I have a lot of thoughts about writing. All writers think about writing a lot, but all writers advise new writers not to write about writing, because only people who write care about writing enough to read about it (writing, that is). This leads to a group of slightly odd people reading about writing and writing about writing and repeating a lot of the same stuff and not really achieving anything. Anyway, writers already know about writing. They’ve spent hours practising writing, and still more reading about writing, so they don’t need to read about writing from a brand new writer with much less experience than them.

I love writing, conceptually. I love reading books about writing. I must have read millions more words specifically about writing than words I’ve actually written myself. I feel like I read more books about writing fiction than I do actual fiction, which I’m…

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Mastering the Art of Monotasking

Here’s a great post by Jackie over on Undertones blog about “monotasking”. I wrote a post a few years about my belief that multitasking hurts writing and that authors should avoid it whenever possible.

https://bldaniels.wordpress.com/2016/09/06/multitasking-hurts-writing/

I’m glad to see there are other like-minded writers out there with me.

UNDERTONES.

I’m writing lakeside in the foothills of Southern Alberta where I’ve been camping for a handful of blissfully secluded days. There is a beach towel laid out beneath me and my faithful hound, Levi, is nestled beside me—his fur slick from an energetic dip in the water. Cross-legged beneath a canopy of trees, my skin is flushed and freckled from several days of soaking in uninterrupted sunshine. There is a faint mountain breeze skimming across the lake and all is quiet. It’s a welcome reprieve from the hustle and bustle of city living and an ideal setting in which to place pen to paper and delve into some long overdue writing.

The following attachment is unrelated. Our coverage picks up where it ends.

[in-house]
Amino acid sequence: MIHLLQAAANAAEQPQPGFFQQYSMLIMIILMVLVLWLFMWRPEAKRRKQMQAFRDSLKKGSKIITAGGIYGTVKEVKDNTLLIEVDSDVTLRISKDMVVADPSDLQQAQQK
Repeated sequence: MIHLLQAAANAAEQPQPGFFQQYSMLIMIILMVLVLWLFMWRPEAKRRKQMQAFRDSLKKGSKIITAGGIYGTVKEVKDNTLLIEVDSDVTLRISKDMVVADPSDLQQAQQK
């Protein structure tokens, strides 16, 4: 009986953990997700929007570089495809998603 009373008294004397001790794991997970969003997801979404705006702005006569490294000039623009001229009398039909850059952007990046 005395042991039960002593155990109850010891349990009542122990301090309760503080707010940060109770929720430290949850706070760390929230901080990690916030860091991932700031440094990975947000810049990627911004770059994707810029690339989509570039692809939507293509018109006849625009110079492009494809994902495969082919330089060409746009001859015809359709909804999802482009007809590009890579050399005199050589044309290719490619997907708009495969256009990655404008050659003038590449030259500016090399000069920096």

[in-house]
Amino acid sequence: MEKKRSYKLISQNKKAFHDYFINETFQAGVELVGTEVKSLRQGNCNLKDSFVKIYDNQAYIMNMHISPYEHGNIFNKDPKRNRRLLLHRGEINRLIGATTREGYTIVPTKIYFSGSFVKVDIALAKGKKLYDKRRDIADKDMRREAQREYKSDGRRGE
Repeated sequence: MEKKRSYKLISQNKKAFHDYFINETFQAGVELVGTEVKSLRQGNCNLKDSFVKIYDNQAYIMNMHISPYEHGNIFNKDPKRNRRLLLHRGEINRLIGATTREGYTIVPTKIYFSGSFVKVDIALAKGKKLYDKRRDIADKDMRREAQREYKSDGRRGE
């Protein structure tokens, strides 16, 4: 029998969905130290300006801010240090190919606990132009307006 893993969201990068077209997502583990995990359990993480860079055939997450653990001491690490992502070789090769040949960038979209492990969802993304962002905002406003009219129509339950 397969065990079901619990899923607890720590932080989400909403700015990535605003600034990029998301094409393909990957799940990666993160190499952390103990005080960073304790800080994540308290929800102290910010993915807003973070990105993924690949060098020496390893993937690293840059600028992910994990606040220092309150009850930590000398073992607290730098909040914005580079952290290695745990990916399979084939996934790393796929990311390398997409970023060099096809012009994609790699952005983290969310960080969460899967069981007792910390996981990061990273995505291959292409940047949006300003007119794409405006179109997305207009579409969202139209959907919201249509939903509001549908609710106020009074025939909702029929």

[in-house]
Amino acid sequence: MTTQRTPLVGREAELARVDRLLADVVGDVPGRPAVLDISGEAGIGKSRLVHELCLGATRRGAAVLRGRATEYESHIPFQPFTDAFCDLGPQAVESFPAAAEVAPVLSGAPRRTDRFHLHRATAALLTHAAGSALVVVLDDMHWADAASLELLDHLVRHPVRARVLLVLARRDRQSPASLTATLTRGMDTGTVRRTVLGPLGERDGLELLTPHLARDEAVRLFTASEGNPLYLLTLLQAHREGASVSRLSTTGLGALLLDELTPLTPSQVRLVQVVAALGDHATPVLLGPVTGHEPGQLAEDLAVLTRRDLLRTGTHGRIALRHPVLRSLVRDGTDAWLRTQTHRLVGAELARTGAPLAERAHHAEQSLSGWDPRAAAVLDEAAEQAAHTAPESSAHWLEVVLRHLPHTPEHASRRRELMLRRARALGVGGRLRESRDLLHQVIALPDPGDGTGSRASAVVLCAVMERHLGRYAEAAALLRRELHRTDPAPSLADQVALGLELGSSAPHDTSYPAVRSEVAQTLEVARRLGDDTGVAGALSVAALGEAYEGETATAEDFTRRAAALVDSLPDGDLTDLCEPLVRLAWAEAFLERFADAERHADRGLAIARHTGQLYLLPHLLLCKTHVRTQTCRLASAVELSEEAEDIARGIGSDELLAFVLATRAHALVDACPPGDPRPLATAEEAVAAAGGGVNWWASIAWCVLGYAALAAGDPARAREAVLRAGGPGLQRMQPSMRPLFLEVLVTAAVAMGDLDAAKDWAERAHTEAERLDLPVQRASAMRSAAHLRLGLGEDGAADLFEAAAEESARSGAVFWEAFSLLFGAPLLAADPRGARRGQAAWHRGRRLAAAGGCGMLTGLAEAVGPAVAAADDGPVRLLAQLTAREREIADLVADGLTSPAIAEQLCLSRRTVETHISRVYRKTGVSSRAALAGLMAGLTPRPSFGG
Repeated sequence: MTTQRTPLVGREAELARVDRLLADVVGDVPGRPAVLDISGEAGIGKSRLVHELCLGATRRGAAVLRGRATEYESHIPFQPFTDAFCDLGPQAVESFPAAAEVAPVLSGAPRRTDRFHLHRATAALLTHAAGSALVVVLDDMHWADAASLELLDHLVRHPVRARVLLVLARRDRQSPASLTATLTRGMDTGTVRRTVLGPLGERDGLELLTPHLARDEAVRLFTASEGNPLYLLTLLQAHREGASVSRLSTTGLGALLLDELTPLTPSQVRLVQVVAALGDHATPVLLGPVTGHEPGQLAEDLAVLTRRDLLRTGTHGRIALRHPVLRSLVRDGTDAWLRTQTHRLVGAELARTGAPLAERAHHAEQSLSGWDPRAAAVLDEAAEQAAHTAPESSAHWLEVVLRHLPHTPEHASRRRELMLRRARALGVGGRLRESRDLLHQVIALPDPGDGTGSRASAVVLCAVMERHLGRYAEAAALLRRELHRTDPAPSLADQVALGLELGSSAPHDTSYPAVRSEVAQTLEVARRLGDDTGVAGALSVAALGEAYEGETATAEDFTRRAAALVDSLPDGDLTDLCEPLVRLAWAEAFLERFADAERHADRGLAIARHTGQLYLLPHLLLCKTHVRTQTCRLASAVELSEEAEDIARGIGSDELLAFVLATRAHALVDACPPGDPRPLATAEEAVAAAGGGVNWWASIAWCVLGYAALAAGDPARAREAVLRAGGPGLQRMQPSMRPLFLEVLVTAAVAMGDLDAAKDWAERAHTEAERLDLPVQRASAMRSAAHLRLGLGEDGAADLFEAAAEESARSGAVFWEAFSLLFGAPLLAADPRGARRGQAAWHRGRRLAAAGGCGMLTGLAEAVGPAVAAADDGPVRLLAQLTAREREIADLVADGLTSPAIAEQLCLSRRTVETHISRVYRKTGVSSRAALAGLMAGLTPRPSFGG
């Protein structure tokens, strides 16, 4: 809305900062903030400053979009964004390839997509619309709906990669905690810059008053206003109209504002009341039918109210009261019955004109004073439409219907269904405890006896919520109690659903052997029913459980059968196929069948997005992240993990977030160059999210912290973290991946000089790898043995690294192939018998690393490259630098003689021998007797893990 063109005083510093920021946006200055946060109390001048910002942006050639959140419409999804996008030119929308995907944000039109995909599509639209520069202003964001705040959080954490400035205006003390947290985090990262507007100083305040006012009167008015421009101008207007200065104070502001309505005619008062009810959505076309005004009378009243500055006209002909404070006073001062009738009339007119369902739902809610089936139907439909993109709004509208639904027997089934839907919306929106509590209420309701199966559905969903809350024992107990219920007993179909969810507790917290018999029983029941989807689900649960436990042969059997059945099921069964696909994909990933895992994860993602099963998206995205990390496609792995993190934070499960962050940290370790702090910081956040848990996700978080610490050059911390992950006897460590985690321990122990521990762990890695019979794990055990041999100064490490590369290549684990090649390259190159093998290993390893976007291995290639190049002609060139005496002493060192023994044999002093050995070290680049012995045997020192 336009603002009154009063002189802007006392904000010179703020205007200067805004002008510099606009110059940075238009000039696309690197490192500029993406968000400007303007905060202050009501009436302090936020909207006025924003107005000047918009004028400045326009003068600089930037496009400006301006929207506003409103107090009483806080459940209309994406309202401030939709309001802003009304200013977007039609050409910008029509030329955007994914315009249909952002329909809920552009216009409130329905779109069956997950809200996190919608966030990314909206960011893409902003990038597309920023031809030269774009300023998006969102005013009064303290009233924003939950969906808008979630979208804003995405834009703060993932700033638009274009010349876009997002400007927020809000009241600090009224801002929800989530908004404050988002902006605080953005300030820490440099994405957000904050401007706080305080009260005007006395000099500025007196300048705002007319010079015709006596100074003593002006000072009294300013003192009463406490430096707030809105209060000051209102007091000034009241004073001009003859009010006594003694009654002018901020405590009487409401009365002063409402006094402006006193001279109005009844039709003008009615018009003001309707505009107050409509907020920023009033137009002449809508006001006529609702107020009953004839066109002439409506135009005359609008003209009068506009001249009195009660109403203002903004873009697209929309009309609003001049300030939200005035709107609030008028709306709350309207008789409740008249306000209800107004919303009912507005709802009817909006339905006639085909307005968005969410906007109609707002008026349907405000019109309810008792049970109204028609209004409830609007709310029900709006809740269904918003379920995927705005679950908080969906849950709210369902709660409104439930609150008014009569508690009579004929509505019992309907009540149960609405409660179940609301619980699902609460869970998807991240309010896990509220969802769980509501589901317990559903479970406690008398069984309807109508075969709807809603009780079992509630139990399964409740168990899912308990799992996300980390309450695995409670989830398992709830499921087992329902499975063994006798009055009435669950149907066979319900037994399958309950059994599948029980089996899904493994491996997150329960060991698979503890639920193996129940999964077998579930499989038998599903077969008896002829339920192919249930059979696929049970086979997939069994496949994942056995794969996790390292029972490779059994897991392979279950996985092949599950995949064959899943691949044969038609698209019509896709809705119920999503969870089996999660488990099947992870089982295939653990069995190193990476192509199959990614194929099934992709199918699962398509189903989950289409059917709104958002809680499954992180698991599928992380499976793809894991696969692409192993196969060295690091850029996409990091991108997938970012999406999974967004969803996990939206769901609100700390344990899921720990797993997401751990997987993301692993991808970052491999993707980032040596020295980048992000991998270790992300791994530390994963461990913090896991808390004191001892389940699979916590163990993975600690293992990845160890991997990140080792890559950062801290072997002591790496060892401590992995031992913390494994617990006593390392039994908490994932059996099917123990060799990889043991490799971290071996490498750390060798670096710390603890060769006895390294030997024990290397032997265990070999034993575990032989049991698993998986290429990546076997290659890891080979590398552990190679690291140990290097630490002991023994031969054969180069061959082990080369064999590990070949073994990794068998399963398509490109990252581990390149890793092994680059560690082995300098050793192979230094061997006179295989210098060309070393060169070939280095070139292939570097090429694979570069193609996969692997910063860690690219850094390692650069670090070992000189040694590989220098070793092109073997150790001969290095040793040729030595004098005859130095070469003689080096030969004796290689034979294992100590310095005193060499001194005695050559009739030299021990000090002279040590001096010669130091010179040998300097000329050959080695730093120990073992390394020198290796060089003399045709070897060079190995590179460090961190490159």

This year has been an eventful one marked by a busyness that has been both exhilarating and exhausting in equal measure. There has been a marked progression in areas of my life that were entirely unexpected. Now, for the…

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Signs You’re Ready To Move Onto A New Manuscript

Another great post by K.M. Allan.

This focuses on when you’ve completed revisions and re-writes. I often struggle with “in process” manuscripts and wonder whether to finish them if I’m not feeling that same passion for the story. I’ve been told it’s a natural part of the novel writing process.

K.M. Allan

If you’re a writer who has typed “The End” on a manuscript, you know it’s just the beginning.

There’s still the second draft. Endless edits. Incorporating beta feedback. Re-writing whole sections. Adding or dropping characters. At least five (or more) other drafts—and that’s before you look for agents, tackle the dreaded synopsis, or prepare to self-publish.

Working your way through all those processes will cost you hours, and at certain points, your sanity. You’ll feel as if you’ve been doing it so long you can’t even remember a time when you weren’t writing your WIP.

When you reach that point, it’s easy to miss that you have actually finished your MS. So here are the signs you’re ready to move onto a new manuscript, in case you didn’t already know…

You’re Characters Have Stopped Talking To You

And not in the way they’re no longer following your